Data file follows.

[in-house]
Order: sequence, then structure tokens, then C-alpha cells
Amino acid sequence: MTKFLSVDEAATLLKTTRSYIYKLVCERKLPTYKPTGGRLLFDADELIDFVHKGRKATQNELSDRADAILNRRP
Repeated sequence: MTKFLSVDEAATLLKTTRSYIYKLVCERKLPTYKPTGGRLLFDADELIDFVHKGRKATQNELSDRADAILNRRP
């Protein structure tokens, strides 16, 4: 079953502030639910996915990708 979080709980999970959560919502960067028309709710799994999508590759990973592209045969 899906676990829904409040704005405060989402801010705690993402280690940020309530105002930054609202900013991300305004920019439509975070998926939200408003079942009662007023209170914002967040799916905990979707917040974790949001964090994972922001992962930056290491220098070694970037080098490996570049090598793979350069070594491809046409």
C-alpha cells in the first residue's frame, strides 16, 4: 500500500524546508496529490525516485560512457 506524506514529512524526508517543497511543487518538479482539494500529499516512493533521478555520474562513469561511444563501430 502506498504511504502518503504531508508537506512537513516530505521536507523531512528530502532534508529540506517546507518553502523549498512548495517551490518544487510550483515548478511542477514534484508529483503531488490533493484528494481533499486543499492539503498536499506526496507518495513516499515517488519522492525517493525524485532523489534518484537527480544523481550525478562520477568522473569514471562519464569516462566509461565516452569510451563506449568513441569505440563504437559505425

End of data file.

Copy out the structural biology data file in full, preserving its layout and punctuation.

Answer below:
[in-house]
Order: sequence, then structure tokens, then C-alpha cells
Amino acid sequence: MTKFLSVDEAATLLKTTRSYIYKLVCERKLPTYKPTGGRLLFDADELIDFVHKGRKATQNELSDRADAILNRRP
Repeated sequence: MTKFLSVDEAATLLKTTRSYIYKLVCERKLPTYKPTGGRLLFDADELIDFVHKGRKATQNELSDRADAILNRRP
């Protein structure tokens, strides 16, 4: 079953502030639910996915990708 979080709980999970959560919502960067028309709710799994999508590759990973592209045969 899906676990829904409040704005405060989402801010705690993402280690940020309530105002930054609202900013991300305004920019439509975070998926939200408003079942009662007023209170914002967040799916905990979707917040974790949001964090994972922001992962930056290491220098070694970037080098490996570049090598793979350069070594491809046409």
C-alpha cells in the first residue's frame, strides 16, 4: 500500500524546508496529490525516485560512457 506524506514529512524526508517543497511543487518538479482539494500529499516512493533521478555520474562513469561511444563501430 502506498504511504502518503504531508508537506512537513516530505521536507523531512528530502532534508529540506517546507518553502523549498512548495517551490518544487510550483515548478511542477514534484508529483503531488490533493484528494481533499486543499492539503498536499506526496507518495513516499515517488519522492525517493525524485532523489534518484537527480544523481550525478562520477568522473569514471562519464569516462566509461565516452569510451563506449568513441569505440563504437559505425